Kashmiri separatists will go ahead with bilateral talks with the Centre to resolve Kashmir issue despite serious differences within their own camp, but they wanted " India to speak in one voice."
With hardliner Syed Ali Shah Geelani led Hurriyat faction having rejected the call to be on board for the dialogue, moderates were willing to go ahead with talks.
All Parties Hurriyat Conference Chairman Mirwaiz Umar Farooq is having a " cautious " hope with an " evident change" in Prime Minister's words in Kashmir, where October 28 he sent an unconditional invite for talks.
The change is seen in PM's assertion on August 15, when he said that successful elections had proved that "there is no place for separatist thought in Jammu & Kashmir."
Mirwaiz told Hindustan Times in an exclusive interview on phone- first since he returned from abroad after discussing Kashmir issue at an intra-Kashmir conference in London, on October 26, " In principle, we are for talks and we will go ahead"
" And gradually as we hope to make progress, we will get others (in the separatist camp on the board as well."
" We (separatists) are charged with speaking in different voices, but what about Government of India ," he asked, and pointed out that how the talk of talks by Prime Minister Manmohan Singh and Home Minister P Chidambaram was rejected by the army commander , who ruled out demilitarization and repeal of Armed Forces Special Powers Act ..
" India must speak in one voice, first," he demanded.
Pakistan cannot be left out, goes the argument of the separatists. " Whatever is happening there (serial violence, terror strikes almost every where and Pakistan army's offensive against Taliban in South Wazirstan) is not connected to Kashmir," the Mirwaiz, who is one of those separatist leaders, who have visited Pakistan for more than a half a dozen times and held discussions with the current establishment as also with that of Pervez Musharraf on Kashmir issue.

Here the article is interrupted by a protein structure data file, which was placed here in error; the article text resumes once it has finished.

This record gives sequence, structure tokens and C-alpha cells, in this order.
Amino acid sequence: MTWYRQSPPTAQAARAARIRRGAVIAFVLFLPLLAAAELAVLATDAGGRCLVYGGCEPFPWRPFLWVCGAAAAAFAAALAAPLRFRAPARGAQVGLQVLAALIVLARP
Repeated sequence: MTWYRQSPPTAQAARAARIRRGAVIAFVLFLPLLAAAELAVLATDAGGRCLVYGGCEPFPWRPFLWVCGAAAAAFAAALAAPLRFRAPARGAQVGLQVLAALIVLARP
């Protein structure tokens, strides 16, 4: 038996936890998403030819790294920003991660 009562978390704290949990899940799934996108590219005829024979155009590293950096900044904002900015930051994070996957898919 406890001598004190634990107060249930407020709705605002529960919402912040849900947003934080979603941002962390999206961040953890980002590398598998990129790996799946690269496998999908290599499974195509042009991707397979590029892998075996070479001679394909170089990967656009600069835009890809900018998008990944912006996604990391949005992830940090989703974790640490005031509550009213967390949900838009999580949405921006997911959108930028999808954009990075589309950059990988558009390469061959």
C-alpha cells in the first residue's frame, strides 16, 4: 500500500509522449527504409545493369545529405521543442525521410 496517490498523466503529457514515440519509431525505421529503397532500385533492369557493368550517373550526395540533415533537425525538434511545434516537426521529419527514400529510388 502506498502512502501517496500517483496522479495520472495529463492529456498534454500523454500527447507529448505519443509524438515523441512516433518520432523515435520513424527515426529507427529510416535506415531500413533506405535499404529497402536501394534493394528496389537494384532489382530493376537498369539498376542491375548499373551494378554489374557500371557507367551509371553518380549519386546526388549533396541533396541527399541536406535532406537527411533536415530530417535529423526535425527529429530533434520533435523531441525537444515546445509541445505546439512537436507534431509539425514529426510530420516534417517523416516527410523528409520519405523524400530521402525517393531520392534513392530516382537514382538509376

The Mirwaiz has initiated talks with Geelani , JKLF's Yasin Malik and others to build a consensus on the framework of the talks and how to approach the negotiating table.
" Our first effort is to build a consensus within our camp, before bringing the mainstream camp on board."
This was Hurriyat's response to former Chief Minister Farooq Abdullah, who, Tuesday, had sought to involve all Kashmiri players on one page and stressed the need to submit a common paper to Delhi.
Asked if he and his camp would be able to " silence the guns" in Kashmir, Mirwaiz said, " it would depend on the progress of talks." " As we move forward, I am sure others, including those wielding guns would come on board."
Regarding contradictions in his stance - on the one hands speaking of unconditional talks, and on the other listing conditions and talking of self determination- Mirwaiz , 36, said that the fact of the matter is that the Government of India was creating "confusion" as it is also contradicting its stance time and again.
" Whatever, we may talk, even if it is (former Pakistani president) Pervez Musharraf's four-point formula - self governance, joint mechanism, irrelevant borders and demilitarization - fall in the purview of the self -determination. " Whatever solution is agreed upon, it would be interim in nature, finally after 10 or 15 years, the matter would have to be put before the people."
About his solution of Kashmir, he said " " Well, we have ideas. We have certain things in mind,"
But why don't you concertise those ideas?
" Everything cannot be discussed in public," he said.